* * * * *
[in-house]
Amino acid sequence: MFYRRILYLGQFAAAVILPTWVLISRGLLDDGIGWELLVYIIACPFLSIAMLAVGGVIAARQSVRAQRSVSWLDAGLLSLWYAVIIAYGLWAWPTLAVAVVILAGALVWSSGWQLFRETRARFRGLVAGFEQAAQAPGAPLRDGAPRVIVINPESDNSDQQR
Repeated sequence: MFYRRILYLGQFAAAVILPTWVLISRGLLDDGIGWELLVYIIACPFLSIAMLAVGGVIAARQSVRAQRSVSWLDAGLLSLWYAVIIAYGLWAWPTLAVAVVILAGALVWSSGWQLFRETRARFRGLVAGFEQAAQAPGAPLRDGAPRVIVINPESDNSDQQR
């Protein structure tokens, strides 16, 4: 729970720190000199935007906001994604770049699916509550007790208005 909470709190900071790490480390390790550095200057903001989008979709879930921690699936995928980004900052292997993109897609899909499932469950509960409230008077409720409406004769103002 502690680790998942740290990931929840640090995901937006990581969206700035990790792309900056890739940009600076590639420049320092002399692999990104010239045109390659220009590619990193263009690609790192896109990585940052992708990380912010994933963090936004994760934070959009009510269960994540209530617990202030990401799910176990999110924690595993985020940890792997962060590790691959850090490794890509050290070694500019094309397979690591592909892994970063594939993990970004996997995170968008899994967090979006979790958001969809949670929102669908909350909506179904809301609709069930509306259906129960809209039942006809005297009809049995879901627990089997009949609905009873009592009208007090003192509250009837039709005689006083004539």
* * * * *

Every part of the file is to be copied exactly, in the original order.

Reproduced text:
[in-house]
Amino acid sequence: MFYRRILYLGQFAAAVILPTWVLISRGLLDDGIGWELLVYIIACPFLSIAMLAVGGVIAARQSVRAQRSVSWLDAGLLSLWYAVIIAYGLWAWPTLAVAVVILAGALVWSSGWQLFRETRARFRGLVAGFEQAAQAPGAPLRDGAPRVIVINPESDNSDQQR
Repeated sequence: MFYRRILYLGQFAAAVILPTWVLISRGLLDDGIGWELLVYIIACPFLSIAMLAVGGVIAARQSVRAQRSVSWLDAGLLSLWYAVIIAYGLWAWPTLAVAVVILAGALVWSSGWQLFRETRARFRGLVAGFEQAAQAPGAPLRDGAPRVIVINPESDNSDQQR
């Protein structure tokens, strides 16, 4: 729970720190000199935007906001994604770049699916509550007790208005 909470709190900071790490480390390790550095200057903001989008979709879930921690699936995928980004900052292997993109897609899909499932469950509960409230008077409720409406004769103002 502690680790998942740290990931929840640090995901937006990581969206700035990790792309900056890739940009600076590639420049320092002399692999990104010239045109390659220009590619990193263009690609790192896109990585940052992708990380912010994933963090936004994760934070959009009510269960994540209530617990202030990401799910176990999110924690595993985020940890792997962060590790691959850090490794890509050290070694500019094309397979690591592909892994970063594939993990970004996997995170968008899994967090979006979790958001969809949670929102669908909350909506179904809301609709069930509306259906129960809209039942006809005297009809049995879901627990089997009949609905009873009592009208007090003192509250009837039709005689006083004539």